The final essay by Bill Davies of IPPR North says that previous regeneration projects ‘have been controversial, often for good reason’. He quotes an estimate from a report by the housing committee of the London Assembly earlier this year that estate regeneration schemes in the capital so far have doubled the overall number of homes but led to a total loss of 8,000 social rent homes. The committee set out a clear agenda for the future on issues including resident consultation and engagement, transparency and rents along with recommendations for action by the mayor and for central government.
However, there are some other things in the IPPR report that will set the alarm bells ringing for critics of regeneration. Former residents of the Heygate estate in Southwark may be surprised to learn that its demolition was all about ‘putting people at the heart of the design’. Several of the contributions seem to have far more to say about ‘crumbling mono tenure estates’ than they do about the people living in them or the fact that they stopped being mono tenure years ago thanks to the right to buy.
And the report also includes an essay by Gary Yardley, investment director at Capco, the company behind the regeneration of Earls Court and therefore the demolition of the West Kensington and Gibbs Green estates. His short piece about the scheme talks of:
‘Working closely with Hammersmith and Fulham council to ensure all existing qualifying residents of the old estates will be offered a new home within the development. Such major regenerations may transform the landscape, but in order to retain the social fabric and history of places, ensuring the current residents have a place in the new community is critical for building new places around existing social infrastructure.’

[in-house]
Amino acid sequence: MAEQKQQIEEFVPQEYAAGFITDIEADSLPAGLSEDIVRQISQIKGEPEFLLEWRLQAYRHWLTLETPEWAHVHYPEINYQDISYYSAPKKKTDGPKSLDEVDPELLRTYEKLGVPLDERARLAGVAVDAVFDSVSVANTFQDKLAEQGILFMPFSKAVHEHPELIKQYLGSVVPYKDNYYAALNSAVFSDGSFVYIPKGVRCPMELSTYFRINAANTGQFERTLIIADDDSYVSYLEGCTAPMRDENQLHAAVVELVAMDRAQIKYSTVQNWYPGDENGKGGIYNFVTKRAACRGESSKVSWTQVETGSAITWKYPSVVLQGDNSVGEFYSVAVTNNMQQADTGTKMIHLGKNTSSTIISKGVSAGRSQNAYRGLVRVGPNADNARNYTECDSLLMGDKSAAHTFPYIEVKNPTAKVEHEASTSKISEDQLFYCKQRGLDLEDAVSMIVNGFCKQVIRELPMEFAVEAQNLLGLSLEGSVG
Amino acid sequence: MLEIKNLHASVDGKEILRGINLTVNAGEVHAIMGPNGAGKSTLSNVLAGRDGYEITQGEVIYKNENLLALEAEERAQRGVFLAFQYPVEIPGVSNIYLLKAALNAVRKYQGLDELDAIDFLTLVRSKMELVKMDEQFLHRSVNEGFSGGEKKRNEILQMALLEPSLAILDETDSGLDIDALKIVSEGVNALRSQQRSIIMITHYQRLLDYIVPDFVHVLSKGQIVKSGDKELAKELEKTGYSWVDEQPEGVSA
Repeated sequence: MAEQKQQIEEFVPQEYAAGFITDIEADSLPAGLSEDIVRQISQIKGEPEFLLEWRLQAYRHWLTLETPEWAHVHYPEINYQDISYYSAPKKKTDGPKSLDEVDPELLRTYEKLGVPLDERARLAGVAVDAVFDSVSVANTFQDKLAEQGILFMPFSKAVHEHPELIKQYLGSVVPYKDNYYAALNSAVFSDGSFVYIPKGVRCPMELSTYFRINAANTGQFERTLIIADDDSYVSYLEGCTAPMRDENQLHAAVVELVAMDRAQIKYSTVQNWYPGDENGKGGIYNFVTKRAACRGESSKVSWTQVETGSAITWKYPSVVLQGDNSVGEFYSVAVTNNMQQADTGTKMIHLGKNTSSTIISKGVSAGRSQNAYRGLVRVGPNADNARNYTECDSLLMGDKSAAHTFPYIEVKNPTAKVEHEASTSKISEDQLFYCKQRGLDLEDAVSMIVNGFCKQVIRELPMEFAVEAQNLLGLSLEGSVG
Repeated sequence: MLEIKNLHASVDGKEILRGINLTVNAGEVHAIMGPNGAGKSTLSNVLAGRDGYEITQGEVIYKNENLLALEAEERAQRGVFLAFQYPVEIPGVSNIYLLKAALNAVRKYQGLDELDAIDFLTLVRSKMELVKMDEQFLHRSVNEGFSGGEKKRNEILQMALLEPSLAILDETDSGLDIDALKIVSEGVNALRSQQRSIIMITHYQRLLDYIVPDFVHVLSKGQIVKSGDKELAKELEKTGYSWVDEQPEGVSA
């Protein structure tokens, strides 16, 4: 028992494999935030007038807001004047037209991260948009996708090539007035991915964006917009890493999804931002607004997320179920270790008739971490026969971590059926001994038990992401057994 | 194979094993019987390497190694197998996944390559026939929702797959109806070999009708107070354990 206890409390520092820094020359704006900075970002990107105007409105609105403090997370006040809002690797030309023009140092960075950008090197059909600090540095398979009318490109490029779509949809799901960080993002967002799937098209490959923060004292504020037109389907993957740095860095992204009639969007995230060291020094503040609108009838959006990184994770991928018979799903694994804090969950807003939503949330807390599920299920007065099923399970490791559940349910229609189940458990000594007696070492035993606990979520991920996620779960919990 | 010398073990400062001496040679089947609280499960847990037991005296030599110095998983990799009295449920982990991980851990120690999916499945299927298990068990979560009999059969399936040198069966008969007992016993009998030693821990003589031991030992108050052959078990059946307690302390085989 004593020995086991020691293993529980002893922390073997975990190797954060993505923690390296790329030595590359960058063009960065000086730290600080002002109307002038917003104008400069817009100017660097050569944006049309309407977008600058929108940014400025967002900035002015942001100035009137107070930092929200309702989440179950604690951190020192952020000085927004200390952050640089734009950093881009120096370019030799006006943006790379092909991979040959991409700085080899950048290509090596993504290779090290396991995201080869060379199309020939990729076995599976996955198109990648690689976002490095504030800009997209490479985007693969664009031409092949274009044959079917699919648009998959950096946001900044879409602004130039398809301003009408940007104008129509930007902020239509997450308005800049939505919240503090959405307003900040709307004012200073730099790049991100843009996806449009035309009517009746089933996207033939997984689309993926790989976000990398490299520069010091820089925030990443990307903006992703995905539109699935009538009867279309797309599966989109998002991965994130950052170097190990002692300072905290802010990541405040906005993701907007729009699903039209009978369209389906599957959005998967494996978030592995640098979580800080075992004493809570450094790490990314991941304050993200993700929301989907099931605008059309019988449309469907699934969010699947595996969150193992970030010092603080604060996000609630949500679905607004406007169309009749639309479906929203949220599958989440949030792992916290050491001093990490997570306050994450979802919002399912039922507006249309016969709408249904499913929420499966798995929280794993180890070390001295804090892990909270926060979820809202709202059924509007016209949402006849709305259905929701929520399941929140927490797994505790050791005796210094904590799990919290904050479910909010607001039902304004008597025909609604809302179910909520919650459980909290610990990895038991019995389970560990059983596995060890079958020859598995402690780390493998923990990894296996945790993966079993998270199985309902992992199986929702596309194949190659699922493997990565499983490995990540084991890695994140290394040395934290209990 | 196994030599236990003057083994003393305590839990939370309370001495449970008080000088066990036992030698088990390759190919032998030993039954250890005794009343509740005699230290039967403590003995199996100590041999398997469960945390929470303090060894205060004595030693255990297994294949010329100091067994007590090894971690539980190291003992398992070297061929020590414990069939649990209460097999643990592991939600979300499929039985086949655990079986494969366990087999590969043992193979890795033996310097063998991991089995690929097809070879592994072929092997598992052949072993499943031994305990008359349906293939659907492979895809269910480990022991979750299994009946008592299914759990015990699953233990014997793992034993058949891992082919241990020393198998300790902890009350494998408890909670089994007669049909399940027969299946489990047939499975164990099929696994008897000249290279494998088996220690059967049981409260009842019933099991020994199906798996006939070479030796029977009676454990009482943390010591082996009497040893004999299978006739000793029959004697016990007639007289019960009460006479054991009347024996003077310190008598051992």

All of which sounds great, but in that case why did the new Labour council try to halt the development and why were the residents demonstrating outside last night?
Adonis says in his introduction that ‘in many ways Earls Court is London’s next “great estate”, reinventing their legacy and approach for the 21st century’. He also quotes Gary Yardley as saying that ‘the “biggest opportunity” in the large Earls Court development “is to create a new model of social renting at scale”.’ Given that only 10 per cent of the 7,500 homes in the development will be ‘affordable’ this is a surprising statement. More surprising still, Gary Yardley doesn’t actually say this in his own piece.
These points risk undermining what is otherwise a major contribution to the debate about housing in London and beyond. Every estate regeneration project is controversial and has to balance different interests and every one involves compromises and depends on the financing available. The issues involved are complex but there seems to be no clear sense yet in the ‘city village’ of what is good practice in regeneration and what is bad. If its promoters do not make the vision clear enough to distinguish between them, should they be surprised if opponents lump them both together too?
From Inside Edge 2
Housing commentator Jules Birch puts the latest news in context